Ultrafast laser induced magnetization reversal in L10 FePt films with high perpendicular magnetic anisotropy was investigated using single- and double-pulse excitations. Single-pulse excitation beyond 10 mJ cm-2 caused magnetization (M) reversal at the applied fields much smaller than the static coercivity of the films. For double-pulse excitation, both coercivity reduction and reversal percentage showed a rapid and large decrease with the increasing time interval (Δt) of the two pulses in the range of 0-2 ps. In this Δt range, the maximum demagnetization (ΔMp) was also strongly attenuated, whereas the integrated demagnetization signals over more than 10 ps, corresponding to the average lattice heat effect, showed little change. These results indicate that laser induced M reversal in FePt films critically relies on ΔMp. Because ΔMp is determined by spin temperature, which is higher than lattice temperature, utilizing an ultrafast laser instead of a continuous-wave laser in laser-assisted M reversal may reduce the overall deposited energy and increase the speed of recording. The effective control of M reversal by slightly tuning the time delay of two laser pulses may also be useful for ultrafast spin manipulation.

  14. Exchange bias effect in L10-ordered FePt and FeCo-based bilayer structure: effect of increasing applied field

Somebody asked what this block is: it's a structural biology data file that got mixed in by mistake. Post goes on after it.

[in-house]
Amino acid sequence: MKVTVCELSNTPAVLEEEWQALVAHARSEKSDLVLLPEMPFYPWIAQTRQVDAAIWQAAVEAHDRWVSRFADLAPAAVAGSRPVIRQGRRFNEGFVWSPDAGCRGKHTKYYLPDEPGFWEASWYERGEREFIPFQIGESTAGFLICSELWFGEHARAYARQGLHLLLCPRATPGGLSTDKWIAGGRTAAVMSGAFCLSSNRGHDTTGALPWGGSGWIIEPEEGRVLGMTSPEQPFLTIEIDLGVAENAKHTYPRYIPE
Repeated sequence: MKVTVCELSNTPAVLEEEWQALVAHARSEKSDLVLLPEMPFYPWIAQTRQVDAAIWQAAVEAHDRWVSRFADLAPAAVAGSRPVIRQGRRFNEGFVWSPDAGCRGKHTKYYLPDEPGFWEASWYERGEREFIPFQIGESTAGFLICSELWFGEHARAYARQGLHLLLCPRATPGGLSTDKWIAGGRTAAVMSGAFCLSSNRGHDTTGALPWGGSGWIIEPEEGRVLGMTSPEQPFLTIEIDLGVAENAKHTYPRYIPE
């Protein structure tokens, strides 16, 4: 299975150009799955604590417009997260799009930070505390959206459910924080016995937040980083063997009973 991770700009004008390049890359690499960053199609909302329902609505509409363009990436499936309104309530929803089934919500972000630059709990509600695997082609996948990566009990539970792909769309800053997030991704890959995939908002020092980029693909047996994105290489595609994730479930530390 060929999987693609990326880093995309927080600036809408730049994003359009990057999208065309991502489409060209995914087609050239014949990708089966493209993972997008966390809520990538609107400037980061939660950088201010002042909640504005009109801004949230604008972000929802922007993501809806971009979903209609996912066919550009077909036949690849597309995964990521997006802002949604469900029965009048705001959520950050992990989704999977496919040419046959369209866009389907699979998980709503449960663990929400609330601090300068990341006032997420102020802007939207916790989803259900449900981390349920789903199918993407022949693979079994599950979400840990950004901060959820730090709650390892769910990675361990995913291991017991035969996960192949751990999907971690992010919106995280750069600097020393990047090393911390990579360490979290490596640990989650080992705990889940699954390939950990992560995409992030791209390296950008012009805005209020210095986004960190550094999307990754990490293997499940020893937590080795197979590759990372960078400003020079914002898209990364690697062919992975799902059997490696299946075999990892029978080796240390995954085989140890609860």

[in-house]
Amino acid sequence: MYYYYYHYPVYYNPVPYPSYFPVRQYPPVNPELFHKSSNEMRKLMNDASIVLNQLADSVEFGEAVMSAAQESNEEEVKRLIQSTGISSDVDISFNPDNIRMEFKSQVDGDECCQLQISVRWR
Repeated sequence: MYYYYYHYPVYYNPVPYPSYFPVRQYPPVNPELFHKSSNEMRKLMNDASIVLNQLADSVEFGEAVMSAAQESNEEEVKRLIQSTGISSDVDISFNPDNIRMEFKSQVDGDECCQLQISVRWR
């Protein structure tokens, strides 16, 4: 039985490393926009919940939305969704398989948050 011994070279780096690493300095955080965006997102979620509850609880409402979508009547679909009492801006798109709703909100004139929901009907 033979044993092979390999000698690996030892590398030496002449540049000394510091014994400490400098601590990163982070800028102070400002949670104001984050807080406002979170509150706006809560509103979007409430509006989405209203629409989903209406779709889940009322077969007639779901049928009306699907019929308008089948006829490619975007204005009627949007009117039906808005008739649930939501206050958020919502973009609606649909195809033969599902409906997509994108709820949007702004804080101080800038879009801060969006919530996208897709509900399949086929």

Science.gov (United States)

    Singh, Sadhana; Kumar, Dileep; Bhagat, Babli; Choudhary, R. J.; Reddy, V. R.; Gupta, Ajay

    2018-02-01

    The applied magnetic field (H APP) dependence of the exchange bias (EB) is studied in an exchange-coupled thin-film bilayer composed of a hard ferromagnetic FePt layer in the proximity of a soft ferromagnetic FeCo layer. FePt/FeCo structure is deposited in an ultra-high vacuum chamber, where the FePt layer was first annealed at 823 K for 30 min and subsequently cooled to room temperature in the presence of an in-plane magnetic field, H MAX ~ 1.5 kOe to promote L10-ordered hard magnetic phase with magnetic moments aligned in one of the in-plane directions in the FePt layer. In-situ magneto-optical Kerr effect measurements during different stages of bilayer growth and detailed ex-situ superconducting quantum interference device-vibrating sample magnetometer measurements jointly revealed that due to the interplay between exchange coupling at the interface and dipolar energies of the saturated hard FePt layer, a hysteresis loop of FeCo layer shifts along the magnetic field axis. A clear dependence of EB field (H EB) on increasing maximum value of the H APP during the hysteresis loop measurement is understood in terms of the magnetic state of soft and hard magnetic layers, where EB increases with increasing H APP until the hard layer moment remains undisturbed in its remanence state. As soon as the field was sufficient to rotate the spins of the FePt layer, the loop became symmetric with respect to the field axis.

  15. Producción de acido láctico por Lactobacillus plantarum L10 en cultivos batch y continuo

    Directory of Open Access Journals (Sweden)

    Waldir Estela

    2013-04-01